Have you been trying to determine if a Montessori method is right for your child? This post outlines key pros and cons of Montessori.
Pros and Cons of Montessori
Montessori is a lifestyle, not only a method of education. Before committing to Montessori, decide whether you will fully embrace the lifestyle and are willing to make changes to your environment and possibly your parenting approach in order to help your child develop his whole self.
The Benefits of Montessori
There are many positive aspects to a Montessori education.
- Children become self-motivated lifelong learners. Children work either individually or in small groups at their level. They gain the confidence and a love for learning that stems from the freedom to choose.
- Teachers evaluate each child and his or her individual needs. Each child is seen as a singular entity. He or she has the ability to work at his or her own pace.
- Children are presented with a broader range of knowledge about the world around them. They explore topics in geography, history, and science holistically.
- Children learn grace and courtesy skills. Through role-play, children learn how to handle real-life situations, such as accepting or declining invitations.
- They are able to participate in community service projects and going-out opportunities as they get older. These opportunities allow them to understand the larger community.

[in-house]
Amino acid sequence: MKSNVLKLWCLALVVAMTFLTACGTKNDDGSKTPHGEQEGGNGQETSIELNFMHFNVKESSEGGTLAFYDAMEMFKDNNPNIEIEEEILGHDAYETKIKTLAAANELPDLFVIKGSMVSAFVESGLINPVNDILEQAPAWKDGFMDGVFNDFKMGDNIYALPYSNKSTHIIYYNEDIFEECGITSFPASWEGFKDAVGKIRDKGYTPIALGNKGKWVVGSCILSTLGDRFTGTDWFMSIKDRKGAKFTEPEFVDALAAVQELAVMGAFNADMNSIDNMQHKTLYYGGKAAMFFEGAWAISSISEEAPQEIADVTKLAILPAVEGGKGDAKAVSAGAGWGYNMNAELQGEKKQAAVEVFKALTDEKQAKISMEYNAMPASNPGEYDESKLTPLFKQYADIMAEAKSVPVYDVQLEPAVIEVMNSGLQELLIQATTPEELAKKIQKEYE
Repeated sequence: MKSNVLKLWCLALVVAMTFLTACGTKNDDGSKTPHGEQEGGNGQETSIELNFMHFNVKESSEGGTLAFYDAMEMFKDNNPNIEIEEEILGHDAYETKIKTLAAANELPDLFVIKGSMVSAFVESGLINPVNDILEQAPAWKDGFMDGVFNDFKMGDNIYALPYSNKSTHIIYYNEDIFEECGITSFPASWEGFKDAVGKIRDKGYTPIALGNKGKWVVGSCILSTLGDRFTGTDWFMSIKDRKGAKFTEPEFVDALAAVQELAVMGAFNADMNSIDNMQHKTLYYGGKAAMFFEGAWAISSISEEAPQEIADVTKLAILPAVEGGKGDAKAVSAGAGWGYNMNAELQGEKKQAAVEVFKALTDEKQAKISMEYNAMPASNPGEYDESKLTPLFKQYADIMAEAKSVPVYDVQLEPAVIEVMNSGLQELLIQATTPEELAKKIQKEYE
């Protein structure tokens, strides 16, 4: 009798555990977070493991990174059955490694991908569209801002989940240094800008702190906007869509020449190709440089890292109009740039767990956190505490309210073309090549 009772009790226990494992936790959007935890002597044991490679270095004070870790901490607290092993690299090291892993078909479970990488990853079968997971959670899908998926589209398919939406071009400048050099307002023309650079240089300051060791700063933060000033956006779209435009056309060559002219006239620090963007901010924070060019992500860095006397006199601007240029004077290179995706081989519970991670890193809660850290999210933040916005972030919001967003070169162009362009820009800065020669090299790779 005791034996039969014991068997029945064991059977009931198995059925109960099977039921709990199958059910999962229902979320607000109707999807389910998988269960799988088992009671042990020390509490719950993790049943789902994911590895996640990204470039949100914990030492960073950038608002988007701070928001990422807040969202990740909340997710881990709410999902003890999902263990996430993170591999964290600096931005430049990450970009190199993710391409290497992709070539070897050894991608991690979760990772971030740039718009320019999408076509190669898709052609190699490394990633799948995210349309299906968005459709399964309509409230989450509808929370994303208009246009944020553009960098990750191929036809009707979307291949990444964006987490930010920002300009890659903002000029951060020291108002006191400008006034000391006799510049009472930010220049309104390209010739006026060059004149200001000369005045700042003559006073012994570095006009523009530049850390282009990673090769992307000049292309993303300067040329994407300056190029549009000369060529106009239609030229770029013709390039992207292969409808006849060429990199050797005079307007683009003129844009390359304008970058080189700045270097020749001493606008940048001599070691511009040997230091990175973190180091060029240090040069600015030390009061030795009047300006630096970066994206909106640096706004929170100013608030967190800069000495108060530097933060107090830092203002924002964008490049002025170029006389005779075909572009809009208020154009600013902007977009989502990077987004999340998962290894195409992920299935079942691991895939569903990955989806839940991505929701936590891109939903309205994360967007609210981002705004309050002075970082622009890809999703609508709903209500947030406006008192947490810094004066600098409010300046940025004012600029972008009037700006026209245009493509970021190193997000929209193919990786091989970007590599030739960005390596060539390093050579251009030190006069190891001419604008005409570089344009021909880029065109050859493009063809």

- There is no “teaching to the test.” They are able to explore many different topics and find specific subjects that sparks their curiosity.
- The multi-age learning environment is unique and a key aspect to Montessori. Older child have opportunities to develop social, emotional, communication, and leadership skills by working with younger children. Younger children benefit from us approach, too.
The Downsides of Montessori
It is important to be critical, too. Here are a few ideas to ponder:
- Some students may have difficulty in learning math facts. Children learn concrete concepts from their time in the primary classroom. They learn operations using the decimal system, understanding the reason why, for example, 1231 + 5295 equals 6526.
- Students in a Montessori environment are in a small community and oftentimes spend years with the same peers. This can translate to children developing amazing friendships or it can be a constant learning environment for the development of social skills.
- Students may find it difficult to adapt to other schools should they leave before the end of the three-year environment. Because there is a continuum of learning, transitioning at a time when the child has not developed the skills he or she needs to be successful in the other classroom can be difficult.
Deciding on a Montessori environment requires thought and commitment, but will ultimately be a beneficial one, not only for the child, but for the entire family.